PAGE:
News Bulletin


This week we talk about how Instagram is changing the way brands look at photography, explore inventions designed to make breakfast more exciting, look at Bernard Matthew’s new visual identity and review a new art installation at the heart of Covent Garden in London.


As well as becoming one of the top advertising platforms, Instagram is influencing the way major brands look at photography – moving away from over-lit, staged product shots to real life images with a saturated, brightened, sharpened or faded filter applied to create a more natural, authentic feel. Taco Bell is one brand to successfully utilise the ‘Instagram Effect’ on their social media, creating shots that feel honest and down to earth.


Kellogg’s recently set the challenge of ‘livening up breakfast’ as children in the UK start back at school this week. Inventor Dominic Wilcox responded with a series of inventions and prototypes that aim to make the start of the day more fun. The seven inventions include a ‘Snap, Crackle and Pop Amplifier’ and the ‘Soggy-O-Meter’ – which allows you to set your preferred cereal soggyness.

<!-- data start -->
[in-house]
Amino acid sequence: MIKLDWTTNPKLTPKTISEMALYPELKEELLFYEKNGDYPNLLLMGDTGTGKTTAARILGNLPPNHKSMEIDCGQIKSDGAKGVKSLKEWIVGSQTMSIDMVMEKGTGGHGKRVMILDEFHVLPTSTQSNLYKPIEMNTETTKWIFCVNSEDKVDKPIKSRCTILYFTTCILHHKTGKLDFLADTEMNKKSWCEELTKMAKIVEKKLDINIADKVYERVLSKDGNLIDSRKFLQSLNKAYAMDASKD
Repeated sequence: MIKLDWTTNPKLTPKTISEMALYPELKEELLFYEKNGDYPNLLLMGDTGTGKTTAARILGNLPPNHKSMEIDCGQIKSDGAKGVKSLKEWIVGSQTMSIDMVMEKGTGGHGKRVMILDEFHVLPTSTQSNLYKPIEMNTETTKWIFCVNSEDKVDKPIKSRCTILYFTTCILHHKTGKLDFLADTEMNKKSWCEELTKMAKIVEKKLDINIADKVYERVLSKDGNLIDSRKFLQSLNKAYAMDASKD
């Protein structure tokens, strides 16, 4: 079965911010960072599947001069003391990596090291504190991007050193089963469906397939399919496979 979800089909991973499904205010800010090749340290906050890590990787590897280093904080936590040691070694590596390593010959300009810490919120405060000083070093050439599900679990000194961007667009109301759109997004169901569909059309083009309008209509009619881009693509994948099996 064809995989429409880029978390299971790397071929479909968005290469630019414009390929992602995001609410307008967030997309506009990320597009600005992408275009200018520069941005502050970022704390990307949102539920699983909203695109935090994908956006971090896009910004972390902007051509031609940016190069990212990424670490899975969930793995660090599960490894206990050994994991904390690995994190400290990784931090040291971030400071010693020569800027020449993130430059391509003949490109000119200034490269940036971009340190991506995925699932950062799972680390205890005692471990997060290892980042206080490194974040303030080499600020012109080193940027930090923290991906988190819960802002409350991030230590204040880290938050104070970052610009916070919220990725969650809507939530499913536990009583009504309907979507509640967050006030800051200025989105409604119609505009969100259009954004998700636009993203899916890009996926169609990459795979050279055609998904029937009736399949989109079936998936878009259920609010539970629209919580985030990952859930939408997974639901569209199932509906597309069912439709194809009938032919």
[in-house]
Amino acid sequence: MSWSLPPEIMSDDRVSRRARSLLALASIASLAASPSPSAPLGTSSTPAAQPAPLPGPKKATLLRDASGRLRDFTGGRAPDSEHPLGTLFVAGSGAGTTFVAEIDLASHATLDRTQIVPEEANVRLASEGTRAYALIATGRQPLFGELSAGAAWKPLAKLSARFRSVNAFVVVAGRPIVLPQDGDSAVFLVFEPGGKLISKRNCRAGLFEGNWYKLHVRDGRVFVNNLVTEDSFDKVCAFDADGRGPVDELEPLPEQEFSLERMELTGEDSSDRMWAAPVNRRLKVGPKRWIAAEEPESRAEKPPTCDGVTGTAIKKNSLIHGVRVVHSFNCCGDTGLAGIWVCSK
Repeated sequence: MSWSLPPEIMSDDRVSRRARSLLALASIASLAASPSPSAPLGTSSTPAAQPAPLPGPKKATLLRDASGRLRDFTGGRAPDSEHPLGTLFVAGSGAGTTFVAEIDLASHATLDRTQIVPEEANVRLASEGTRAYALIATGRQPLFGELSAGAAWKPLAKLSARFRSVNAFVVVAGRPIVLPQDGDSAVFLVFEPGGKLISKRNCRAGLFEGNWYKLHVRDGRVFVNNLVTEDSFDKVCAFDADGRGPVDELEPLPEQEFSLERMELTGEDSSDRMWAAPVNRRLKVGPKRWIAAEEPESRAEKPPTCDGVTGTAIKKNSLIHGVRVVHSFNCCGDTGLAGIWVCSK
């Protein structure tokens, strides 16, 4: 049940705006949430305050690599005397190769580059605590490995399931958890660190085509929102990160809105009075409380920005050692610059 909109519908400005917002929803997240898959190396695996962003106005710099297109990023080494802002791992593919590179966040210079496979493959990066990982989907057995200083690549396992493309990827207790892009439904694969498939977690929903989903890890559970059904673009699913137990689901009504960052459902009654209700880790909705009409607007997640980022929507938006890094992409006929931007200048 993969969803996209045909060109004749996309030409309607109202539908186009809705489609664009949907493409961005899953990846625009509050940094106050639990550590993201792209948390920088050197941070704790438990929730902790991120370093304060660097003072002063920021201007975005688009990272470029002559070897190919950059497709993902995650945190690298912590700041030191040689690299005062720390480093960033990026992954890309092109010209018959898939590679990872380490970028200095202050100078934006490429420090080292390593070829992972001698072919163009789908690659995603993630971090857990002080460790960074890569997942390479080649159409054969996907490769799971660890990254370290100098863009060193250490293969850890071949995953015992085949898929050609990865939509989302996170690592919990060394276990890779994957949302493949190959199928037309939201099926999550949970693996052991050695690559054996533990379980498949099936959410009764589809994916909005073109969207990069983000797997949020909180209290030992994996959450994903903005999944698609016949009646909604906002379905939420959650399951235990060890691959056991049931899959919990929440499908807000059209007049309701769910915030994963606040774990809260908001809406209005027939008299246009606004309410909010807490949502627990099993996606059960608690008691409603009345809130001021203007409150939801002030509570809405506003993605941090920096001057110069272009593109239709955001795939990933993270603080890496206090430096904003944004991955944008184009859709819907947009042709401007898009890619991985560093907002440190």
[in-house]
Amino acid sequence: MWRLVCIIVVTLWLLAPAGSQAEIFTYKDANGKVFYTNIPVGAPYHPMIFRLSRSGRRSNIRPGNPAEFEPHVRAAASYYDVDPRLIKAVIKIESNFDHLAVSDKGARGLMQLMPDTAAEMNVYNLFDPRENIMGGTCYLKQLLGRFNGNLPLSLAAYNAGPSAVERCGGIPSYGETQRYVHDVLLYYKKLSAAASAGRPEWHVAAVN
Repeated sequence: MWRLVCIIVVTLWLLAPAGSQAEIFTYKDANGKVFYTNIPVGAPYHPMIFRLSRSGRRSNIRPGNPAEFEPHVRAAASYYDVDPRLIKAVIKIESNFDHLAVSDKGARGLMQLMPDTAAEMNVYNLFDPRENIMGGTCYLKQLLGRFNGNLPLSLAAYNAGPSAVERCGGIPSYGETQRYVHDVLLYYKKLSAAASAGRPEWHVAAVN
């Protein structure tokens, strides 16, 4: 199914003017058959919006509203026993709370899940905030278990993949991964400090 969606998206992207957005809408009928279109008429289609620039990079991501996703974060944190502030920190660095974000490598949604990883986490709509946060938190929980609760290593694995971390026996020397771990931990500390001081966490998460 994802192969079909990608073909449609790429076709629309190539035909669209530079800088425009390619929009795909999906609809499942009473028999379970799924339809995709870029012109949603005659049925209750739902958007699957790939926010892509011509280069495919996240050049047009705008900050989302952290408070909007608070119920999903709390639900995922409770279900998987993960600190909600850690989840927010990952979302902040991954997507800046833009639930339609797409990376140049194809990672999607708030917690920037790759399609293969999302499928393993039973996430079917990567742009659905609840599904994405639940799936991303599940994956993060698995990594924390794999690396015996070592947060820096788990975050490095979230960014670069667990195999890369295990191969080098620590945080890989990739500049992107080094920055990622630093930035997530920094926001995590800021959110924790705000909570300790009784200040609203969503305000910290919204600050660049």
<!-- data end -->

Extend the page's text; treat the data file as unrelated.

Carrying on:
Cereal innovations



Bernard Matthews has unveiled its new visual identity which will be launched as part of a major brand redesign – a project The Big Picture has been involved in at the packaging stage. The design, by BrandOpus, aims to “bring the world of Bernard Matthews to life”; celebrating its countryside roots and green energy credentials through the warm, illustrative style and iconic imagery of Great Witchingham Hall.

A world we’d like to visit!

Ennis Perry Creative has redesigned the visual identity for Australian-based One Seed Perfume. The design aims to convey an “earthy luxury and sophistication” and highlight the brands wholly natural and organic ingredients.

one seed
Perfume at its purest


London’s Covent Garden is currently home to The Heartbeat Installation – a large artwork by French artist Charles Pétillon that is made up of 100,000 white balloons that light up to symbolise a beating heart. The installation is housed in the Market building, otherwise known as the “beating heart of the area” and aims to “change the way we see the things we live alongside each day”.


Hearty artwork!


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